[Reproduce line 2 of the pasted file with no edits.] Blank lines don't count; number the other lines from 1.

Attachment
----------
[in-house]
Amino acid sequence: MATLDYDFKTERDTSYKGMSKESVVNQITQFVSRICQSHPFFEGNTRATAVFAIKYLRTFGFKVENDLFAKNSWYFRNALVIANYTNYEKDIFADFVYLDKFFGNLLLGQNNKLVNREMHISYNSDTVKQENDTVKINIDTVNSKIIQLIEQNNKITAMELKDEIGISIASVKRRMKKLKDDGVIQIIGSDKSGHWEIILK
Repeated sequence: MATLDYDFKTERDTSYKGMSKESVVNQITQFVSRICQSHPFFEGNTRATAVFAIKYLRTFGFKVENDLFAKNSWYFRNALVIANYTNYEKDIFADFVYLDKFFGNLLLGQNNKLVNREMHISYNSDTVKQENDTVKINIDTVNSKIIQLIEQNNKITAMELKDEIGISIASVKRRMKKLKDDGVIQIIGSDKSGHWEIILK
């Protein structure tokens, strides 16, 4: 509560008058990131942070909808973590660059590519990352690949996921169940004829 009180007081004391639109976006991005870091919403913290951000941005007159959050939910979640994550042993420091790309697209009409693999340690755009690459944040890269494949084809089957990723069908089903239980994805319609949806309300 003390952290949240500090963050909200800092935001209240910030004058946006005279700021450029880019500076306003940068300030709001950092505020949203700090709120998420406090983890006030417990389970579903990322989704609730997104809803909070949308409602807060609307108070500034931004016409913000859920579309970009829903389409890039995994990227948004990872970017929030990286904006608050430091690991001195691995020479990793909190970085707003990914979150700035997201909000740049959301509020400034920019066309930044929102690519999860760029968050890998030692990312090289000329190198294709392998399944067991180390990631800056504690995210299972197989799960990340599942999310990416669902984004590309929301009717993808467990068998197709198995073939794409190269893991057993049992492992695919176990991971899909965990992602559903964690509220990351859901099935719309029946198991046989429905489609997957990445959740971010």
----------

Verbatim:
Amino acid sequence: MATLDYDFKTERDTSYKGMSKESVVNQITQFVSRICQSHPFFEGNTRATAVFAIKYLRTFGFKVENDLFAKNSWYFRNALVIANYTNYEKDIFADFVYLDKFFGNLLLGQNNKLVNREMHISYNSDTVKQENDTVKINIDTVNSKIIQLIEQNNKITAMELKDEIGISIASVKRRMKKLKDDGVIQIIGSDKSGHWEIILK